Later, Big Mo told Joshua that General Will was one of the leaders of the Southampton Insurrection. Big Mo also told Joshua that Big Mo was the son of Nat Turner, the leader of the largest slave revolt in the history of the United States.

"My father led the army, but Will and Hark did the killing," Big Mo told Joshua. "In a revolution, someone has to do the killing.

"And they did it was axes," he said. "Men, women and children. even infants. It was terrible. You can see the fear in the eyes of the men you knew all your life. You could hear their last breath as life ebbed from the eyes. Perhaps there is an afterlife after all. Only they will soon know."

"One moment they are alive like you and me. Then they are dead – no more alive than a fallen tree. There is nothing good about killing another person."

"By the time the revolt was put down, we killed nearly 60 local men, women and children. Nat Turner was caught a month later. Those that had been captured, including Nat Turner, were tried and hung."

"Hundreds of innocent blacks, slaves and freemen, were murdered by vigilantes in the bloodbath that followed. Because I was a child at the time, I was shipped out of state and sold again as a slave."


Night was falling and it began to rain. Big Mo and Joshua sought shelter at a rough cabin in the woods. Big Mo knocked on the door. A black woman about 50 answered the door.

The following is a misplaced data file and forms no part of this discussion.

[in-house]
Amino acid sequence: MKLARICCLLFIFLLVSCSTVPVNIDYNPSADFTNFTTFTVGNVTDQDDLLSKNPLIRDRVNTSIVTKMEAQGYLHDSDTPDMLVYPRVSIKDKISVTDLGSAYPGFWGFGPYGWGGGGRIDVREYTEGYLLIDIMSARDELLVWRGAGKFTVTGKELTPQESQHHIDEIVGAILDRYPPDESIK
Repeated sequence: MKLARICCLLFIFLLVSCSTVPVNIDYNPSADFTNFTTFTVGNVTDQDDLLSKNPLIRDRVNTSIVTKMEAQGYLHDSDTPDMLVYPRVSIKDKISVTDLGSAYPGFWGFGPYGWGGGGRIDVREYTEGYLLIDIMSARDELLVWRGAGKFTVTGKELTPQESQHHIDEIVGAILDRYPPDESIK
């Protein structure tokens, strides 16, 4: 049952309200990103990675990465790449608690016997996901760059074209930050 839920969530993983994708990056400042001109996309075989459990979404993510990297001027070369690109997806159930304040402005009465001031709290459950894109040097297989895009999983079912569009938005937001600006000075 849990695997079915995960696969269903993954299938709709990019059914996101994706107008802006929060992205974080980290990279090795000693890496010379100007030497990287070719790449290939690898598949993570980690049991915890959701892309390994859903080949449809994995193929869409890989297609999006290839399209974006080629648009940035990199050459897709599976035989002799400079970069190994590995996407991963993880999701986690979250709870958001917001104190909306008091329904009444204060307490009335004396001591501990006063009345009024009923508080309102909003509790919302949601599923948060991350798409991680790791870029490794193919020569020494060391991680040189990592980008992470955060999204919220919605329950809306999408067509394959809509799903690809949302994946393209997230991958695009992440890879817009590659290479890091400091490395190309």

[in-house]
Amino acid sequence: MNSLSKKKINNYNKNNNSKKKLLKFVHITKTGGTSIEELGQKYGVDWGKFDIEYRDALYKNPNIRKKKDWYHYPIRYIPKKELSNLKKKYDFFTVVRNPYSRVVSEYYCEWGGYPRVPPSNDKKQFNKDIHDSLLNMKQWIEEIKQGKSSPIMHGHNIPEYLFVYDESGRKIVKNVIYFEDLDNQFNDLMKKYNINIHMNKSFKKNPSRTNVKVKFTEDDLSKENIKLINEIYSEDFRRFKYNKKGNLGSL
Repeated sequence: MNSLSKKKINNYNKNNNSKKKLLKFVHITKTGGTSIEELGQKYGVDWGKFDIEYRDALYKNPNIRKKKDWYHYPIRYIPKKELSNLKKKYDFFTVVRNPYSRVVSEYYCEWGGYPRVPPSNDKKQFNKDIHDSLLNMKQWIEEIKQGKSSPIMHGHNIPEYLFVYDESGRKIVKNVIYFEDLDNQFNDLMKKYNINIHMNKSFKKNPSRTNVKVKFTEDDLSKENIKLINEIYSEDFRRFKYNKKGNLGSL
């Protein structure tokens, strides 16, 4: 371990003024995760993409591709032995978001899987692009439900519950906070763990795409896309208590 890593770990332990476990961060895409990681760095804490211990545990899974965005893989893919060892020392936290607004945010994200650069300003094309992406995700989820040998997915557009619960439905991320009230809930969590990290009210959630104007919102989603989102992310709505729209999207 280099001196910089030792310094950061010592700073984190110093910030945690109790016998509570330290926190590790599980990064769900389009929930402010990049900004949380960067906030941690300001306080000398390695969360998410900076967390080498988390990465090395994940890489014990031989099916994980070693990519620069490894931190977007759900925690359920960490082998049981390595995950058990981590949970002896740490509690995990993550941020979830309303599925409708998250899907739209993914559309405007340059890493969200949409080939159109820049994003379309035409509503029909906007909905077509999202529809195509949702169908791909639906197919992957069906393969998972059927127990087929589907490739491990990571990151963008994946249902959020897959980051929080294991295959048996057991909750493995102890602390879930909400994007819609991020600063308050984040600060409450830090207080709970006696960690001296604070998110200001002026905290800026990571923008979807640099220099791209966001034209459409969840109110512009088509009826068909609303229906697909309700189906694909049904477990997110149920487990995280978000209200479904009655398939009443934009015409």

When the woman answered the door, her guys grew big with surprise. "Oh my God. Mo is that you? Is that really you?"

"Delilah," Big Mo replied. "Yes. It's me. And I'm home."

Suddenly, Delilah became angry. "God damn you." She then slapped his face. "Your daddy killed my daddy and brother."

"They made their own choice," Big Mo said.

"Your father misled them," she said. "He had no special powers."

"They were men, free to decide for themselves," he said.

She then turned her back. "You and the boy can stay here until the rain passes. Then you must go."

That night Big Mo dreamed. It was the final battle of the insurrection. Nat Turner was in the center like the Great King. Will was by his side, captured musket in hand. The last time he saw Will through the smoke and haze he was firing the musket.

The white militia men began their attack. Smoke was all around. Bullets whizzed all around. People were getting shot all around. The black rebels are greatly outnumbered. As the militia men closed all around, the black army broke and ran.

"God, have you forsaken us?" Nat Turner said as those around him were shot.

Big Mo stood among the few who stood at their position. Surrounded he and the dozen who held their positions surrendered.

The dead and dying lay in the grass.

In the morning, Big Mo took an empty bucket of water to the spring and then brought back.

When he returned, Delilah was starting a fire in the stove. "I'm sorry," she said. "You and the boy can stay here as long as you want. Do you want some coffee?"

"What happened to Momma?" Big Mo asked.

"Gone," Delilah said.

"Dead?" Big Mo said.

"Did I say that? Delilah said.

"Then what?" Big Mo asked.

"Gone," she said. "After your daddy was captured, they tortured Cherry. By the time they were finished there was no skin left on her back. Finally, she showed them papers your father left with her."

"Afterwards, she disappeared with your brother and sister. They said they were transported out of state and sold in Mississippi."

To be continued…